Using hierarchical spatial models to assess the occurrence of an island endemism: the case of Salamandra corsica

Hernández, Axel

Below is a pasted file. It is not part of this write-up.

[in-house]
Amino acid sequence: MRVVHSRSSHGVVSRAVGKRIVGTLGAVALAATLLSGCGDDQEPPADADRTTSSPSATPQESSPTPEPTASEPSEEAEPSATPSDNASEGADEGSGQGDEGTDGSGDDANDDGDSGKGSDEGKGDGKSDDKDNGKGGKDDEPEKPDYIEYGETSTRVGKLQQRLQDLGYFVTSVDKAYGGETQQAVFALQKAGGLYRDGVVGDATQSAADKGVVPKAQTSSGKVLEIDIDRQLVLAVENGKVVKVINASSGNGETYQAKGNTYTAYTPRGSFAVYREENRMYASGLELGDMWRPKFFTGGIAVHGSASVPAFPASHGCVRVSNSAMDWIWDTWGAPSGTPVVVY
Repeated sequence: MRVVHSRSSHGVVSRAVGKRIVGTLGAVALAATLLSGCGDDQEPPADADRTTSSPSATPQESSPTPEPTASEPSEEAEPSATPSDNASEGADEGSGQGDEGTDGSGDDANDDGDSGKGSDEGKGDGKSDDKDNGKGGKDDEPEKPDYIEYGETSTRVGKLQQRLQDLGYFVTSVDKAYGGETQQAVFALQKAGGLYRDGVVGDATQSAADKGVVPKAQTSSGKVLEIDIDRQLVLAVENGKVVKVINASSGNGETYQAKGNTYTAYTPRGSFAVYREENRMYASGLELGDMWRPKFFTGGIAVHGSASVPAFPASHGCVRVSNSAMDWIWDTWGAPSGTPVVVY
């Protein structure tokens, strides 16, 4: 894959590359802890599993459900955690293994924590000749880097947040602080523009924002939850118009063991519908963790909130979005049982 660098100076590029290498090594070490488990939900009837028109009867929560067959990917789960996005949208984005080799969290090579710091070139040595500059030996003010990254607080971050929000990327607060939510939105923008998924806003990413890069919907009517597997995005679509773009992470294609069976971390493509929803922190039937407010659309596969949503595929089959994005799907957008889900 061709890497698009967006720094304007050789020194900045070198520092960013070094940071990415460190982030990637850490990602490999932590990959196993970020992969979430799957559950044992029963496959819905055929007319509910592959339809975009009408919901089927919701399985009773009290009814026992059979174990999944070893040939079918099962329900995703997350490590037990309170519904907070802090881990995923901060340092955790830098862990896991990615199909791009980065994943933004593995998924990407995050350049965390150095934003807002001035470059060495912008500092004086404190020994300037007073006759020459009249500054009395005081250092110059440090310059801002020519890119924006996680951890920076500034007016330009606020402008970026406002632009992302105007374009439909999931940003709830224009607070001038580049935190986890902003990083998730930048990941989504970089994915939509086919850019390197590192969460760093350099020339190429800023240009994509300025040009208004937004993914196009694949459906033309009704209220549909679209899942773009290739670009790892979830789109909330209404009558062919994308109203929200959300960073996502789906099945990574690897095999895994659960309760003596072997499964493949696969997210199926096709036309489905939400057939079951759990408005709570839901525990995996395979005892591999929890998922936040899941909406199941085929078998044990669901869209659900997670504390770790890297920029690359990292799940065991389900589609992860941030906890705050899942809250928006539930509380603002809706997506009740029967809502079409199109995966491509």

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Background: Island species are vulnerable to rapid extinction, so it is important to develop accurate methods to determine their occurrence and habitat preferences. In this study, we assessed two methods for modeling the occurrence of the Corsican endemic Salamandra corsica, based on macro-ecological and fine habitat descriptors. We expected that models based on habitat descriptors would better estimate S. corsica occurrence, because its distribution could be influenced by micro-environmental gradients. The occurrence of S. corsica was modeled according to two ensembles of variables using random forests. Results: Salamandra corsica was mainly found in forested habitats, with a complex vertical structure. These habitats are associated with more stable environmental conditions. The model based on fine habitat descriptors was better able to predict occurrence, and gave no false negatives. The model based on macro-ecological variables underestimated the occurrence of the species on its ecological boundary, which is important as such locations may facilitate interpopulation connectivity. Conclusions: Implementing fine spatial resolution models requires greater investment of resources, but this is advisable for study of microendemic species, where it is important to reduce type II error (false negatives) ​
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